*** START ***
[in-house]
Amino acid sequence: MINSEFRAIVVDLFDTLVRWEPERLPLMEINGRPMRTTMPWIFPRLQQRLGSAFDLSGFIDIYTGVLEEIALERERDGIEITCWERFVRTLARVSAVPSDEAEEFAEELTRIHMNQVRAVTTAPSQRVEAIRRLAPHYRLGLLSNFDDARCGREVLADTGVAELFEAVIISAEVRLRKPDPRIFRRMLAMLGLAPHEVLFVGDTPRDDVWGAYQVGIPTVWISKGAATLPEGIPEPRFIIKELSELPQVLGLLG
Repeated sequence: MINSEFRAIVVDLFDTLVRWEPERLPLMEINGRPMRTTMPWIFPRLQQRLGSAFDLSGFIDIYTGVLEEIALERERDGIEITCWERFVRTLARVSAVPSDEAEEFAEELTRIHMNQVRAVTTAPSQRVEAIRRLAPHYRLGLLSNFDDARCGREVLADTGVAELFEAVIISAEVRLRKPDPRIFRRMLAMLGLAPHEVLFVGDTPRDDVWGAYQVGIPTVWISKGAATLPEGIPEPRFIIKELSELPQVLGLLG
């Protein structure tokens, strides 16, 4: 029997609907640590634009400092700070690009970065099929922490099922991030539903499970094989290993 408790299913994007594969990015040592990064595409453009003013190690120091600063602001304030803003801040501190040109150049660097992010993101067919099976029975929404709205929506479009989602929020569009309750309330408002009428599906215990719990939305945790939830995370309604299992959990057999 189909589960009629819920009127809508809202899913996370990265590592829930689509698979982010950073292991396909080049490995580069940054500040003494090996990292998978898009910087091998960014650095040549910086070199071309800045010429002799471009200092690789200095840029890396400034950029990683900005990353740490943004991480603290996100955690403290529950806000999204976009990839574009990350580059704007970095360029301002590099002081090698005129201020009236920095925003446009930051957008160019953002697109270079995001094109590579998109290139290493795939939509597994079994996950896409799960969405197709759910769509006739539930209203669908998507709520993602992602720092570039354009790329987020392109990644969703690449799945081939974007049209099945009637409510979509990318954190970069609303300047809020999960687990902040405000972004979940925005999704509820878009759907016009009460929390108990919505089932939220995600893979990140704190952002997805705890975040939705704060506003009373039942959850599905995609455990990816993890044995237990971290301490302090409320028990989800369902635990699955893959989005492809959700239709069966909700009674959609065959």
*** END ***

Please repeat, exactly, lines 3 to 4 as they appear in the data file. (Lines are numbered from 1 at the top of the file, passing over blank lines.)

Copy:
Repeated sequence: MINSEFRAIVVDLFDTLVRWEPERLPLMEINGRPMRTTMPWIFPRLQQRLGSAFDLSGFIDIYTGVLEEIALERERDGIEITCWERFVRTLARVSAVPSDEAEEFAEELTRIHMNQVRAVTTAPSQRVEAIRRLAPHYRLGLLSNFDDARCGREVLADTGVAELFEAVIISAEVRLRKPDPRIFRRMLAMLGLAPHEVLFVGDTPRDDVWGAYQVGIPTVWISKGAATLPEGIPEPRFIIKELSELPQVLGLLG
């Protein structure tokens, strides 16, 4: 029997609907640590634009400092700070690009970065099929922490099922991030539903499970094989290993 408790299913994007594969990015040592990064595409453009003013190690120091600063602001304030803003801040501190040109150049660097992010993101067919099976029975929404709205929506479009989602929020569009309750309330408002009428599906215990719990939305945790939830995370309604299992959990057999 189909589960009629819920009127809508809202899913996370990265590592829930689509698979982010950073292991396909080049490995580069940054500040003494090996990292998978898009910087091998960014650095040549910086070199071309800045010429002799471009200092690789200095840029890396400034950029990683900005990353740490943004991480603290996100955690403290529950806000999204976009990839574009990350580059704007970095360029301002590099002081090698005129201020009236920095925003446009930051957008160019953002697109270079995001094109590579998109290139290493795939939509597994079994996950896409799960969405197709759910769509006739539930209203669908998507709520993602992602720092570039354009790329987020392109990644969703690449799945081939974007049209099945009637409510979509990318954190970069609303300047809020999960687990902040405000972004979940925005999704509820878009759907016009009460929390108990919505089932939220995600893979990140704190952002997805705890975040939705704060506003009373039942959850599905995609455990990816993890044995237990971290301490302090409320028990989800369902635990699955893959989005492809959700239709069966909700009674959609065959």